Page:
The surprise announcement by Donald Trump that he had canceled the secret meeting he had scheduled at Camp David with the leaders of the Taliban and the Afghan government has led to a lot of speculation as to what the deal might have contained and the real reasons for the cancellation. No one really buys Trump’s reason that it was because of the bombing on Thursday that killed a US soldier, because there had been no agreement about a ceasefire and both sides had been continuing hostilities anyway.
According to NPR news this morning, leaders of the Taliban said that they had agreed to a deal and had signed off on it at Qatar, where the discussions were taking place. They viewed the Camp David meeting as purely ceremonial and were stunned by its last-minute cancellation. There had been some speculation that Trump had been unhappy with some aspects of the deal that his negotiator Zalmay Khalilzad had agreed to with the Taliban but it now appears that Trump was actually annoyed that any deal had been finalized at all and that the meeting in Camp David had been for the ceremonial signing of the agreement.
Taliban sources told The Daily Beast everything seemed to be going well and on schedule for an announced agreement until about 11 p.m. Saturday, which would have been about 4 p.m. at the Trump golf club where the president was staying in Sterling, Virginia.
Then came the Trump tweets, claiming the death of Sgt. Ortiz was the reason for calling off the agreement.
“We were stunned,” said one senior figure in the Taliban hierarchy. “It’s like being stuck in a roundabout [traffic circle] with many red and green lights and having no idea in what direction to move.”
The Taliban negotiators went into an urgent meeting in Qatar “to measure and assess the latest developments,” this source said. “Did Trump mean this as a joke or seriously? Or just a technique to pressure the Taliban at the last minute?”
But now it appears that Trump had wanted to be the person who closed the final deal and had been unhappy that the deal would be seen as having been arrived at without him playing a central role, and that was why he bailed. The Taliban are now warning of dire consequences because of his action.
It is clear that Trump has no idea how international relations work and how deals are made at that level. In such negotiations, the actual leaders of nations are usually involved at the beginning in setting out the broad parameters of the negotiations and then signing off on the final deal. In between, lower-level people negotiate the many complex details while reporting back to their principals regularly to make sure that they are staying within acceptable boundaries. Trump seems to think that international deals are like the much simpler business deals he is familiar with, where the two owners of small businesses meet and agree on the deal and shake hands on it and then go out and have a drink.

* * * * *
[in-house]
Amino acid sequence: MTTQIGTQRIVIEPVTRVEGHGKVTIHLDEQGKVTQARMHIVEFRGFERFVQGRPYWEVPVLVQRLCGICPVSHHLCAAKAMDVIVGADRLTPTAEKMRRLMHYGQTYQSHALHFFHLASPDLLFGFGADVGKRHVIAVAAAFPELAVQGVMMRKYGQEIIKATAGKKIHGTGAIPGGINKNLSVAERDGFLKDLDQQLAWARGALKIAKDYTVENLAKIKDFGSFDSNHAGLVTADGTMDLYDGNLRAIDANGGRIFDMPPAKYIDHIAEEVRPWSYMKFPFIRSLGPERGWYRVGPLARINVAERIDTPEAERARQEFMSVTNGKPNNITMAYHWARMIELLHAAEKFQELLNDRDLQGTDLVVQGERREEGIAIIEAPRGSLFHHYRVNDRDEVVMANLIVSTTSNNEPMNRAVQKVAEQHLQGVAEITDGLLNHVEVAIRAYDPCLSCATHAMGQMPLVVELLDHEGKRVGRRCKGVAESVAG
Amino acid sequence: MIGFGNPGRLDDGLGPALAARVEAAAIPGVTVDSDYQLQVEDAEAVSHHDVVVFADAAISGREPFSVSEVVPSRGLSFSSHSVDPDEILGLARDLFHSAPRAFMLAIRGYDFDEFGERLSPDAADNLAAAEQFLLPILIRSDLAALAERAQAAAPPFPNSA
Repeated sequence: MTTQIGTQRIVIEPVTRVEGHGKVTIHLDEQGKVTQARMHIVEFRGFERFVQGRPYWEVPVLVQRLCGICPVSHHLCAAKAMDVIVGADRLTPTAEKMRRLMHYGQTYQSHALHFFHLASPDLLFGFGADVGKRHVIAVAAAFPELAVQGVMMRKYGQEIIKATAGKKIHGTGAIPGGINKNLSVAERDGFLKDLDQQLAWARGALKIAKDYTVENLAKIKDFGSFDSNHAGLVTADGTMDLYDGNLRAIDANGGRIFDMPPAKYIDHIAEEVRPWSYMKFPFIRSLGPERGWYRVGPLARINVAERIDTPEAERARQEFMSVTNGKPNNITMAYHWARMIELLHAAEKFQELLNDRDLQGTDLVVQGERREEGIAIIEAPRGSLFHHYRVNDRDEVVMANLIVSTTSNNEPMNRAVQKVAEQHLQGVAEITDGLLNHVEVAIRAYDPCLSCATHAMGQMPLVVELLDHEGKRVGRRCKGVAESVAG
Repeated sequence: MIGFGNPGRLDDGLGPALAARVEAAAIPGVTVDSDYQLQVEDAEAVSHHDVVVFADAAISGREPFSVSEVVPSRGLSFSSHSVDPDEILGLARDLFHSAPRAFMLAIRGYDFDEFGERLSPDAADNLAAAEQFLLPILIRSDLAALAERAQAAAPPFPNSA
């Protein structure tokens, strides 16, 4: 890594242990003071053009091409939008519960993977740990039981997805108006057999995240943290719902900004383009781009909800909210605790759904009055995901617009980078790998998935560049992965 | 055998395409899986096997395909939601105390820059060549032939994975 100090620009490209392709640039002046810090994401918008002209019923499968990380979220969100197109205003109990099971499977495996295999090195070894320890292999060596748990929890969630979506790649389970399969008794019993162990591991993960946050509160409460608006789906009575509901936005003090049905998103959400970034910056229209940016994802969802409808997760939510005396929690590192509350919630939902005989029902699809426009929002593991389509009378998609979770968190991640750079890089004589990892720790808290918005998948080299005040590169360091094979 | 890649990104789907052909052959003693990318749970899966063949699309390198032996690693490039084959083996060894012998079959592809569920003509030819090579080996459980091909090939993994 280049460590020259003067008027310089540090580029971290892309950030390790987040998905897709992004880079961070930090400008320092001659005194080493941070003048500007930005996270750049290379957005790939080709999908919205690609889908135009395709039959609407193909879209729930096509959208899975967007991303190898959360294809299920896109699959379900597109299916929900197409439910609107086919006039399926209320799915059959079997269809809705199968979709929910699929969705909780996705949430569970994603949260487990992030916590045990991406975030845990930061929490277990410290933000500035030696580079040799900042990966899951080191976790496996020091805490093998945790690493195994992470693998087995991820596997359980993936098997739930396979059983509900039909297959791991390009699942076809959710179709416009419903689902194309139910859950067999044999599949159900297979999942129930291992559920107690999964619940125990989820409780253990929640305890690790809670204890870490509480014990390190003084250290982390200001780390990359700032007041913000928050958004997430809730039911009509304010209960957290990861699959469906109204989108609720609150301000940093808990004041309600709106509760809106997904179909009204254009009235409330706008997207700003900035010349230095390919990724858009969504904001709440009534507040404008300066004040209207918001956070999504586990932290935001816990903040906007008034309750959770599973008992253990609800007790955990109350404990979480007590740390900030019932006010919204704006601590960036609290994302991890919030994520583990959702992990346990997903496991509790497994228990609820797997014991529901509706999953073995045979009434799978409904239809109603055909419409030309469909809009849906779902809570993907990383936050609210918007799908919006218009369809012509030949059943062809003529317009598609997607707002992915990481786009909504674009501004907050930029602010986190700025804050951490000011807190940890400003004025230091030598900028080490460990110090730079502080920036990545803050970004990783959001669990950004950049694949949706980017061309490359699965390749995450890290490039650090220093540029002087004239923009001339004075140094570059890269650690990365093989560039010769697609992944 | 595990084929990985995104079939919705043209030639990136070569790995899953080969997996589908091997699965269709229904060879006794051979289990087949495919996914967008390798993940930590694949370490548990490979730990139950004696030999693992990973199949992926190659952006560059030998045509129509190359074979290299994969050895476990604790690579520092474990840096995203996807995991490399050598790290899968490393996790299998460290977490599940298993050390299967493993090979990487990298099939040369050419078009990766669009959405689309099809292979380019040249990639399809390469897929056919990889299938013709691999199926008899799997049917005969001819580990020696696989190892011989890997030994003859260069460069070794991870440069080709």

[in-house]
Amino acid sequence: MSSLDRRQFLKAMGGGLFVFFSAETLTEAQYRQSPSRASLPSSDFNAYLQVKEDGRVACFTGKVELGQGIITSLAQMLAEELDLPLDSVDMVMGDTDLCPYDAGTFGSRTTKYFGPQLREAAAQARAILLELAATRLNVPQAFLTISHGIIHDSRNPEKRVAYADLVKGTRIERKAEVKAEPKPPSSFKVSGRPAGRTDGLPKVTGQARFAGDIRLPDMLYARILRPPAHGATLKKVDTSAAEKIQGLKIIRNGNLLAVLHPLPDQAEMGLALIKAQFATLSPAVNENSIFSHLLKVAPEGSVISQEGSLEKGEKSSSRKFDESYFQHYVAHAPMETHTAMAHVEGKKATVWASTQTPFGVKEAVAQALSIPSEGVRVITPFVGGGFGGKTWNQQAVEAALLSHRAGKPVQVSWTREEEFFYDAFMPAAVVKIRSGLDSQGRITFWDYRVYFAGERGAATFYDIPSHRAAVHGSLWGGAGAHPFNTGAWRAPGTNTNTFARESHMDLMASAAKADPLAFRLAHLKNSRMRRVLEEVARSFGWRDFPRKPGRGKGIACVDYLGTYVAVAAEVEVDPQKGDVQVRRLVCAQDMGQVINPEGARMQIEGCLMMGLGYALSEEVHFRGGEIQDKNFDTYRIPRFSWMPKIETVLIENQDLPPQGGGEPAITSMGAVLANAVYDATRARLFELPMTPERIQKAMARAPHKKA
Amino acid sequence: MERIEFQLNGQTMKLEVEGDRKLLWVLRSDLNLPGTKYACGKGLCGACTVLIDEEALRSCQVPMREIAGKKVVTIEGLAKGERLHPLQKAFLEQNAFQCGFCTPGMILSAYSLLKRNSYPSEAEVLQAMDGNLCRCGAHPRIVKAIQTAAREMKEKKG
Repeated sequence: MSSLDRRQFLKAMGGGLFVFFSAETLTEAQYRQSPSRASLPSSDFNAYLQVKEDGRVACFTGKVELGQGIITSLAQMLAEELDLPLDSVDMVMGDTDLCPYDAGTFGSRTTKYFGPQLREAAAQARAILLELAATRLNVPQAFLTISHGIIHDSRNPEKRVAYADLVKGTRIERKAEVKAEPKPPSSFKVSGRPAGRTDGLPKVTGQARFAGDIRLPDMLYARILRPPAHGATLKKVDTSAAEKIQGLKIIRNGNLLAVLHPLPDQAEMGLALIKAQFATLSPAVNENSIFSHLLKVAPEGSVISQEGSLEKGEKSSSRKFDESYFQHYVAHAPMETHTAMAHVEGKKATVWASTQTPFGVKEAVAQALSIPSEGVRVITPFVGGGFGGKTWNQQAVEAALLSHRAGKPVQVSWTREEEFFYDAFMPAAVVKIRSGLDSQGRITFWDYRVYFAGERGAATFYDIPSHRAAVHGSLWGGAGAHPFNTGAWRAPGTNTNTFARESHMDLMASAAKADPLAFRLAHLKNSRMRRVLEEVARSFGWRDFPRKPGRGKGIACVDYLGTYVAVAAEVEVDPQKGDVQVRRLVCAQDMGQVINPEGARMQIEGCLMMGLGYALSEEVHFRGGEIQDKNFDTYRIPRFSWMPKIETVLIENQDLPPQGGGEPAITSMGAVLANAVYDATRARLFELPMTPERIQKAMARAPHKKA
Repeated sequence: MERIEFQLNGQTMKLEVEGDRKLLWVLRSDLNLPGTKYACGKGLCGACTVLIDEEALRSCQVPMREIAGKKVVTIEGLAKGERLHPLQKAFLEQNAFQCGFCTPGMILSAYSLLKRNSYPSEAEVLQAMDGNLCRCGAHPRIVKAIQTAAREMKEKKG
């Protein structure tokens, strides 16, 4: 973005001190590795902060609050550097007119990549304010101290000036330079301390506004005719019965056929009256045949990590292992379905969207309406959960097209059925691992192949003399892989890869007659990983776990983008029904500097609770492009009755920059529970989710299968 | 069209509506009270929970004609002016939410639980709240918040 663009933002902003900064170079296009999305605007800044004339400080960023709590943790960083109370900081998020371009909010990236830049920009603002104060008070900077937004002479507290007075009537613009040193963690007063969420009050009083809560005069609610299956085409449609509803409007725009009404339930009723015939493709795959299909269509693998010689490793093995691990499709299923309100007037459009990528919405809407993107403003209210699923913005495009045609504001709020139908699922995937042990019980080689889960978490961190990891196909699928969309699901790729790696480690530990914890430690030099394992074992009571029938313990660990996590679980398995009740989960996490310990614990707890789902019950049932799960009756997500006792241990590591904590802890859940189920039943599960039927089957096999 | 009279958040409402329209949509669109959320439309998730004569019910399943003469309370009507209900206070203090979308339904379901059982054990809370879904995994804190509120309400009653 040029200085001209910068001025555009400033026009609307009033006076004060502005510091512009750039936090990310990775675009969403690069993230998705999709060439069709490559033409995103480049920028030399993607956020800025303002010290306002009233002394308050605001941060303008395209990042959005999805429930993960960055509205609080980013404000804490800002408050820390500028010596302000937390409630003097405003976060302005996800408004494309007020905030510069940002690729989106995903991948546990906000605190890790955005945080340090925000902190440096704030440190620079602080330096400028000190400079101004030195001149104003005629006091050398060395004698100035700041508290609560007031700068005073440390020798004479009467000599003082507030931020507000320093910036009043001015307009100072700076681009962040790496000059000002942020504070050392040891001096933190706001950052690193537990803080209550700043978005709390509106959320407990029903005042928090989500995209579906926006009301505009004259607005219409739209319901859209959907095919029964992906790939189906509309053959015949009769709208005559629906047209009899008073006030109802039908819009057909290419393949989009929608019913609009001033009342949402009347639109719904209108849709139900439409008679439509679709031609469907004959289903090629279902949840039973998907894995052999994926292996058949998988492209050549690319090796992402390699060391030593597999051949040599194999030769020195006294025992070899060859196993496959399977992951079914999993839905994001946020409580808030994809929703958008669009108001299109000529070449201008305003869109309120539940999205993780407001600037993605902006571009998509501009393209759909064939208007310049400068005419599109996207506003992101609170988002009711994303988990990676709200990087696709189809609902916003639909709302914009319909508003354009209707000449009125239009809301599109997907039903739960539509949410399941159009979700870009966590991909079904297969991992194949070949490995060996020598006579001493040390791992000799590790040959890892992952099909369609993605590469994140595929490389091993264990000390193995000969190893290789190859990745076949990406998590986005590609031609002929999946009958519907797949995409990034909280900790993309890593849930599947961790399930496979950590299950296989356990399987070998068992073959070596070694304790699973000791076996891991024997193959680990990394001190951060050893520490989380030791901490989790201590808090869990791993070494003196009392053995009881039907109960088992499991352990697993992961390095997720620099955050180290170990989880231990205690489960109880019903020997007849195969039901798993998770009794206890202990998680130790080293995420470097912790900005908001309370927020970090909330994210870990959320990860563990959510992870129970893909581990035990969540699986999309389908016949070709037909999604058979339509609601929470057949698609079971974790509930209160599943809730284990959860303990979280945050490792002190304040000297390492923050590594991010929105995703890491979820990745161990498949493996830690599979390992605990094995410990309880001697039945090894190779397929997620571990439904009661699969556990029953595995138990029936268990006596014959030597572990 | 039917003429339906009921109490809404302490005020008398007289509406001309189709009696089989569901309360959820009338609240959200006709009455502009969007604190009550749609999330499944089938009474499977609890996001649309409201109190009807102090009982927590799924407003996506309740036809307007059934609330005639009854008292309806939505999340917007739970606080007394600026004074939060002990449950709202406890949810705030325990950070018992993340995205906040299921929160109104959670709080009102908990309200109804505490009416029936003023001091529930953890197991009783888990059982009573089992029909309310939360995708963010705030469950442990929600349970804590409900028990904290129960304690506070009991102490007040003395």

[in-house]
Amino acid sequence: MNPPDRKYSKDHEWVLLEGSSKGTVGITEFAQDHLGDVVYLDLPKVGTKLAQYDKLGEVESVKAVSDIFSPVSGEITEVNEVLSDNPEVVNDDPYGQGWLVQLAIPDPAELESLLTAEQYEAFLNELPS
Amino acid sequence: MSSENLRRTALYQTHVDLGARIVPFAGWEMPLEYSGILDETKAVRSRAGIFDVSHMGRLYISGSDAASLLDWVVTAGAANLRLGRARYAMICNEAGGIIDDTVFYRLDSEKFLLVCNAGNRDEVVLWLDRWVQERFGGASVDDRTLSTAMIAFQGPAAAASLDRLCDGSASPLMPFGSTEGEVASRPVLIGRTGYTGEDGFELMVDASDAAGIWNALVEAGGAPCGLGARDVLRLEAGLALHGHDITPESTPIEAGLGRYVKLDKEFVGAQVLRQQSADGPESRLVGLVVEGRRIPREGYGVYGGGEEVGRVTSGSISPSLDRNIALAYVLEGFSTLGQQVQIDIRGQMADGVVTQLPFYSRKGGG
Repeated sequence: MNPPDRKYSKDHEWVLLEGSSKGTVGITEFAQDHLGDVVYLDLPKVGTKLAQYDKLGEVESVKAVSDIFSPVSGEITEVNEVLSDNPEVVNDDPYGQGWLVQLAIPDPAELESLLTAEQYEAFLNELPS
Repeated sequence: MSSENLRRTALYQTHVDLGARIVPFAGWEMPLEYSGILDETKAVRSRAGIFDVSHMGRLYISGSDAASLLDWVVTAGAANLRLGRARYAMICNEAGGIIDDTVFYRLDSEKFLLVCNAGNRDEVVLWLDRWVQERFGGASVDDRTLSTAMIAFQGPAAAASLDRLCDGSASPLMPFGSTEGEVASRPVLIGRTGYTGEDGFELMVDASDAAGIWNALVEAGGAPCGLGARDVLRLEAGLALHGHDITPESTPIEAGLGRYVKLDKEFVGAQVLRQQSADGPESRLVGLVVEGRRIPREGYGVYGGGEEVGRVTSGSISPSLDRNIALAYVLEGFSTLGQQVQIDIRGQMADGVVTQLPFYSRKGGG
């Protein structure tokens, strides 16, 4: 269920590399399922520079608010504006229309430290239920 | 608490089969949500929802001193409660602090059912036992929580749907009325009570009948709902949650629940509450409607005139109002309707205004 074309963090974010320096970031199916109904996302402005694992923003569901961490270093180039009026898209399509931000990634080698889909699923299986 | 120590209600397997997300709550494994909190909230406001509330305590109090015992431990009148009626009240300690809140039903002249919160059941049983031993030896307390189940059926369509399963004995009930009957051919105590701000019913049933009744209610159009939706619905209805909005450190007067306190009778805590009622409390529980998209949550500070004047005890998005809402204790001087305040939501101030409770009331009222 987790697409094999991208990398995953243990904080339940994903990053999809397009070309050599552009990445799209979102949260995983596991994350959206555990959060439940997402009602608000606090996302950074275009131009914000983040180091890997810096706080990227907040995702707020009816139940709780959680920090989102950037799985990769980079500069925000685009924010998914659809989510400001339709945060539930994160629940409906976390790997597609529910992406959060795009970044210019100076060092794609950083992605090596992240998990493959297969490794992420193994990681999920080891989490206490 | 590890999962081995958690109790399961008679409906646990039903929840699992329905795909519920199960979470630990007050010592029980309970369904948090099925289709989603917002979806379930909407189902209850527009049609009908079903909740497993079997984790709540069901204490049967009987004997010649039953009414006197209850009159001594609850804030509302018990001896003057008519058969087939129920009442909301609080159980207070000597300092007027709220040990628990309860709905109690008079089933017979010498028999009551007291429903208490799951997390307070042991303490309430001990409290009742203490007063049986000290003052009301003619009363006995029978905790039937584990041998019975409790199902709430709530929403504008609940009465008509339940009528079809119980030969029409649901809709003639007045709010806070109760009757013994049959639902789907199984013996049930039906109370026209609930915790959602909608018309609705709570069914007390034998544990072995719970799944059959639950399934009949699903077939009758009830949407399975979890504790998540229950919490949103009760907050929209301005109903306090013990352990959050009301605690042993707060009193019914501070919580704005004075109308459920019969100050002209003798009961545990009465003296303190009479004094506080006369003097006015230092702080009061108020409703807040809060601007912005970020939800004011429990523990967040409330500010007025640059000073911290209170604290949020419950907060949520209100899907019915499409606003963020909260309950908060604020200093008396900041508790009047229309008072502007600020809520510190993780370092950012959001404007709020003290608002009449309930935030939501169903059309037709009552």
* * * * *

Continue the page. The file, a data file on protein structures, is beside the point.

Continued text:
This would explain why all his summit meetings with North Korea, China, Russia, and the trade deals with Mexico and Canada and the G7 summits have been failures with no permanent agreements arrived at and sometimes not even the obligatory anodyne communiqué at the end. He thinks that just by meeting with the leaders of nations, he can arrive at some deal, but the leaders of the other countries know that that is not how things work. At the summit level, details are important, and Trump not only does not do details, he does not like other people doing them either. It looks like in this case, he feared that Khalilzad and not him may get the credit for working out the deal with the Taliban and he just could not stand it.
Trump is running out of time on Afghanistan. If history is any indication, governments whose survival depends upon the presence of foreign forces do not last long when that support is withdrawn. As we have seen before in Afghanistan when the Russians were there and in South Vietnam when the US was there, once the foreign troops were withdrawn, the governments collapsed quickly. It is quite likely that once the US withdraws its troops, the Taliban may overthrow the current Afghan government quickly, given that successive Afghan governments do not seem to have done the kinds of things that might have generated widespread support.
Afghan civilians are already dying in big numbers, not only despite the presence of U.S. forces — 2018 saw Afghan civilian deaths hit a record high — but because of them, too. How many Americans are aware of the fact that in the first six months of this year, the Afghan government and its U.S.-led international allies killed more civilians than the Taliban? Shouldn’t that shock us all?
As for the attempt to deny terrorists a safe haven, if 100,000 US troops couldn’t defeat the Taliban at the height of the Obama-ordered surge in 2011, why should we believe that the current deployment of 14,000 U.S. troops can achieve any kind of victory in 2019 or 2020?
Lest we forget, the Taliban right now controls “nearly half of Afghanistan.” There are at least 240 Al Qaeda fighters on the ground in Afghanistan, according to the U.N. Security Council.
Trump seems to feel that he needs to get out of Afghanistan soon because that would be the only major tangible campaign promise that he kept. But if that collapse happens too close to the election, then Trump will pay a price. His best hope is that it happens soon and, given the short political memories of the American public and the media, the Afghanistan fiasco would have disappeared from public consciousness by the time the 2020 election comes around.